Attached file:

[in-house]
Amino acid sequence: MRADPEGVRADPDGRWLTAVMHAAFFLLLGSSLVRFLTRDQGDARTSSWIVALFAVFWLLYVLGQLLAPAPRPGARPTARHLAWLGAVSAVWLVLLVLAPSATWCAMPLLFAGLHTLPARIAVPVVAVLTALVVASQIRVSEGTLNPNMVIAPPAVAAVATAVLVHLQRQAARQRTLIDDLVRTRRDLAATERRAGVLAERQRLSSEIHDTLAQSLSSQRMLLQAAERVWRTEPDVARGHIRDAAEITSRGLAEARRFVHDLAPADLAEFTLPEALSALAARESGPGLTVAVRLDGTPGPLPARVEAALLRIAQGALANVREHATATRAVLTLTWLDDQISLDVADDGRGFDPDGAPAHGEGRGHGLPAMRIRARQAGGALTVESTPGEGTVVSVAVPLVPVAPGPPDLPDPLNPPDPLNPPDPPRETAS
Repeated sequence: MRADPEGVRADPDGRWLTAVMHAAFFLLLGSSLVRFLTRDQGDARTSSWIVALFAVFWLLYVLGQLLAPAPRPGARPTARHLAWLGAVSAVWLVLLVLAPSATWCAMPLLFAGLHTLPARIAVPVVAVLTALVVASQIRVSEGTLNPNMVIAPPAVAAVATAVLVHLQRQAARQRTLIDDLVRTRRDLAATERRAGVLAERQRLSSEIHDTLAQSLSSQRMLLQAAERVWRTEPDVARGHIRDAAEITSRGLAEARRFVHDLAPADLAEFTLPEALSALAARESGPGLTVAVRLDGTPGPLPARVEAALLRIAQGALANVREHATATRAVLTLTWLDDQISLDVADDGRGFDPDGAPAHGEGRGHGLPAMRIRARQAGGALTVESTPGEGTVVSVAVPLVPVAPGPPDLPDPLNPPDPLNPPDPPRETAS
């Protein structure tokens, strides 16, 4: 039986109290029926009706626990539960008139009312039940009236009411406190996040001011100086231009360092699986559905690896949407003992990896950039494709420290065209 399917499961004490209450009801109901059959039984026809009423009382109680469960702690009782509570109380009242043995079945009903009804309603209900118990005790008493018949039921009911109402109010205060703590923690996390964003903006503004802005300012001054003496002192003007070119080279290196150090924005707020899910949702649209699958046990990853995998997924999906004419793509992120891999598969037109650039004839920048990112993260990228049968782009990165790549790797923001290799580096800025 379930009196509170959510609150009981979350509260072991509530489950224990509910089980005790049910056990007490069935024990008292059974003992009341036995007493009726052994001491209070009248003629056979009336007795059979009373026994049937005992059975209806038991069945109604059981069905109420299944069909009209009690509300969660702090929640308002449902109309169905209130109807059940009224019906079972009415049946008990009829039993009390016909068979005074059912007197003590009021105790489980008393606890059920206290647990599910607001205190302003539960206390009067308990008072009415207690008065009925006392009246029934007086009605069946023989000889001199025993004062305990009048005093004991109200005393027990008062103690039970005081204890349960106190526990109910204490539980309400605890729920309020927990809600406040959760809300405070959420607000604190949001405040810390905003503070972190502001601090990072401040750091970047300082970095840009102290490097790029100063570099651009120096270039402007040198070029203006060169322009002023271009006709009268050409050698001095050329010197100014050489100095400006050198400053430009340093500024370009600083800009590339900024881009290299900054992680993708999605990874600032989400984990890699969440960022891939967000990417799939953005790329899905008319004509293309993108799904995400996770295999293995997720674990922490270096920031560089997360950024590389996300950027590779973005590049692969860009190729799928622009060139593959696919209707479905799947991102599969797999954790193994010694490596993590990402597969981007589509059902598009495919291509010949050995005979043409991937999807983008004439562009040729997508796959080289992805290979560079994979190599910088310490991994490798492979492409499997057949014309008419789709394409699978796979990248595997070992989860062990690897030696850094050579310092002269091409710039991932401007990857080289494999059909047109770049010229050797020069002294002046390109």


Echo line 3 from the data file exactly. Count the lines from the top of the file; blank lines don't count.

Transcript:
Repeated sequence: MRADPEGVRADPDGRWLTAVMHAAFFLLLGSSLVRFLTRDQGDARTSSWIVALFAVFWLLYVLGQLLAPAPRPGARPTARHLAWLGAVSAVWLVLLVLAPSATWCAMPLLFAGLHTLPARIAVPVVAVLTALVVASQIRVSEGTLNPNMVIAPPAVAAVATAVLVHLQRQAARQRTLIDDLVRTRRDLAATERRAGVLAERQRLSSEIHDTLAQSLSSQRMLLQAAERVWRTEPDVARGHIRDAAEITSRGLAEARRFVHDLAPADLAEFTLPEALSALAARESGPGLTVAVRLDGTPGPLPARVEAALLRIAQGALANVREHATATRAVLTLTWLDDQISLDVADDGRGFDPDGAPAHGEGRGHGLPAMRIRARQAGGALTVESTPGEGTVVSVAVPLVPVAPGPPDLPDPLNPPDPLNPPDPPRETAS